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D&T Gill Hyperplasia


Narny105

D&T Gill hyperplasia

Gill hyperplasia is essentially the build-up of cells in a particular area, in this case being the gills, causing the gill cover to swell and open.

Gills are extremely sensitive to toxins and issues such as ammonia, nitrite, high amounts of nitrate, some medications, chlorine and chloromines, wounds caused by other fish or tank decor, and illnesses causing irritation (such as parasites and flukes). As gill tissue does not tend to heal extremely well, it can tend to grow another layer of cells causing the gill cover to open (hyperplasia).

Generally, exposure to toxins would have already occupied prior to purchasing the betta, so improved water quality will always help issues. If the hyperplasia is quite severe, it is usually irreversible. Despite some extremities of it not being reversible, there are methods you can take to prevent further damage or issues such as maintaining good water quality, and adding a small amount of dissolved aquarium salt to the tank (0.5tsp per 5 gallons) to help improve gill function. Hyperplasia in bettas will cause the betta to rely on the labyrinth organ a lot more, so having water of little depth or surface dwelling plants will aid in making the bettas life a lot easier.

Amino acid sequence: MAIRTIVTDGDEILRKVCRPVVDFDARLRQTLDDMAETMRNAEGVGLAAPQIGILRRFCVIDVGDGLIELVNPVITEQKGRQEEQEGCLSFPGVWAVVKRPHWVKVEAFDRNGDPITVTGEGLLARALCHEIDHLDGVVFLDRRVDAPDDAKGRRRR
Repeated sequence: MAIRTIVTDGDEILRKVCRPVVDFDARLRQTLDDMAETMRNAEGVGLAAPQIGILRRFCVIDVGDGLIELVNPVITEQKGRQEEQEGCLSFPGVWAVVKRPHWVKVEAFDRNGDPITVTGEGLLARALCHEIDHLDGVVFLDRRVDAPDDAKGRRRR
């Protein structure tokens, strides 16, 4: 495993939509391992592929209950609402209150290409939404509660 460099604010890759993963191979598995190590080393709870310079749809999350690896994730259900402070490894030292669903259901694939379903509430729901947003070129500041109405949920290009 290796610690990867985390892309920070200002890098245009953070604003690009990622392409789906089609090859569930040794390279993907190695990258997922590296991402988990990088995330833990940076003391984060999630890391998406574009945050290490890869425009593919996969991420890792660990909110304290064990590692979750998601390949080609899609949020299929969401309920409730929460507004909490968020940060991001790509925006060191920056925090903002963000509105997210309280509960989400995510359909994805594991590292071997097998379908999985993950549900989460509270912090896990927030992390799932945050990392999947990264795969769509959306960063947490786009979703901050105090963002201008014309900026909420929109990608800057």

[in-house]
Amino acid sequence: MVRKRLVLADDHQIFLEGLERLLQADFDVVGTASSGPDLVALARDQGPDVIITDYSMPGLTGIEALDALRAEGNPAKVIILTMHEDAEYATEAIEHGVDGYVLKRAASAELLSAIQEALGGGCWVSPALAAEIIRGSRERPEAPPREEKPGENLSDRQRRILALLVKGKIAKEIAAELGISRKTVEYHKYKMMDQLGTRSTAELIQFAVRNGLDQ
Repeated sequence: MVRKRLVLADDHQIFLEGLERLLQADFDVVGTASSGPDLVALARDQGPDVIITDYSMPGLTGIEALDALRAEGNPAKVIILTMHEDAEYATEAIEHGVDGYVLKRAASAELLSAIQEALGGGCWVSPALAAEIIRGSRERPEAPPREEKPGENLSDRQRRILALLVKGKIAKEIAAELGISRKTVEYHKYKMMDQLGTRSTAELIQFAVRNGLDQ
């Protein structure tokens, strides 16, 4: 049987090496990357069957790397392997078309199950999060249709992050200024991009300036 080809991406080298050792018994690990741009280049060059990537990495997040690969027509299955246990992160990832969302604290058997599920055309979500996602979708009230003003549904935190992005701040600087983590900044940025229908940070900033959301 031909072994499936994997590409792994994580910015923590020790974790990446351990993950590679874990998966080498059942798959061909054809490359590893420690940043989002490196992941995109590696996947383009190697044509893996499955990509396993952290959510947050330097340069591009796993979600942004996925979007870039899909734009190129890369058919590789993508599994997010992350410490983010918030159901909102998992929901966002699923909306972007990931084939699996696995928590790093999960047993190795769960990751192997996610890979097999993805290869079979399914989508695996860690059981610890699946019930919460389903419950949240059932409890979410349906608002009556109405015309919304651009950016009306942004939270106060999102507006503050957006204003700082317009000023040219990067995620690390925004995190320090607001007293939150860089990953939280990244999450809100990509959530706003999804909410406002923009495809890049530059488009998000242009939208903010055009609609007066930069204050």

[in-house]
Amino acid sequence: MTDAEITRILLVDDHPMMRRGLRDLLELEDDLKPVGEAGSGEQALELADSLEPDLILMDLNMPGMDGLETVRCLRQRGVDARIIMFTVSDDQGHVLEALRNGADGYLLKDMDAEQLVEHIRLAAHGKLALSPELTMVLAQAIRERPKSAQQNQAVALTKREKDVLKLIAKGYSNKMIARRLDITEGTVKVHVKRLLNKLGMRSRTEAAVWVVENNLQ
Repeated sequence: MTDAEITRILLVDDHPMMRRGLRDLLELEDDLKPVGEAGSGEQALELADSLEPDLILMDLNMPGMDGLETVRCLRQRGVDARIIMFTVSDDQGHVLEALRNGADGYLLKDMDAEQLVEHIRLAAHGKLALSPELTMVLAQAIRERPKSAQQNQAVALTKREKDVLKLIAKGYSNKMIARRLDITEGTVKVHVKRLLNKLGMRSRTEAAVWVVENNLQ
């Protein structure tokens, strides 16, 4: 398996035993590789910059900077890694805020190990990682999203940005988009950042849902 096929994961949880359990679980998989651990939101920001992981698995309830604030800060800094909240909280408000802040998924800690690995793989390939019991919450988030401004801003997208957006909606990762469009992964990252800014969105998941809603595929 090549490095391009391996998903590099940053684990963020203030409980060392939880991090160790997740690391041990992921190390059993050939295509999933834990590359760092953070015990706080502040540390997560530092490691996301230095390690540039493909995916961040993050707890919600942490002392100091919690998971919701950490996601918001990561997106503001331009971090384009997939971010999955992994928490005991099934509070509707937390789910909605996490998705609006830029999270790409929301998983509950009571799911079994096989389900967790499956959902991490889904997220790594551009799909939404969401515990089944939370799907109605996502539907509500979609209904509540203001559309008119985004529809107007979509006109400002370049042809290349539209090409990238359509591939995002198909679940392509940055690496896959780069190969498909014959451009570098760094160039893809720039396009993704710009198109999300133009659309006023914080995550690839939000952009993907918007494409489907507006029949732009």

Sadly, in some cases, hyperplasia will also affect the labyrinth, without the labyrinth organ, bettas cannot survive as they will be starved of oxygen. Extremities such as labyrinth damage usually only occur in very poor water conditions or long exposure to ailments such as parasites without treatment.

Methods to prevent this issue also involve maintained water quality, use of soft materials within the tanks (silk or live plants, and not plastic ones) , as well as non-aggressive tank mates if your betta will live happily alongside other fish.

Gillhyperplasia.jpg

This image, although not a real hyperplasia case is an example of the gill plates being pushed up on either one or both sides permanently.

Hyperplasia is not very common at all with bettas kept in good conditions (even in poor conditions for that matter), however is another form ailment-causing growths that is most common in bettas exposed to poor water and housing conditions.

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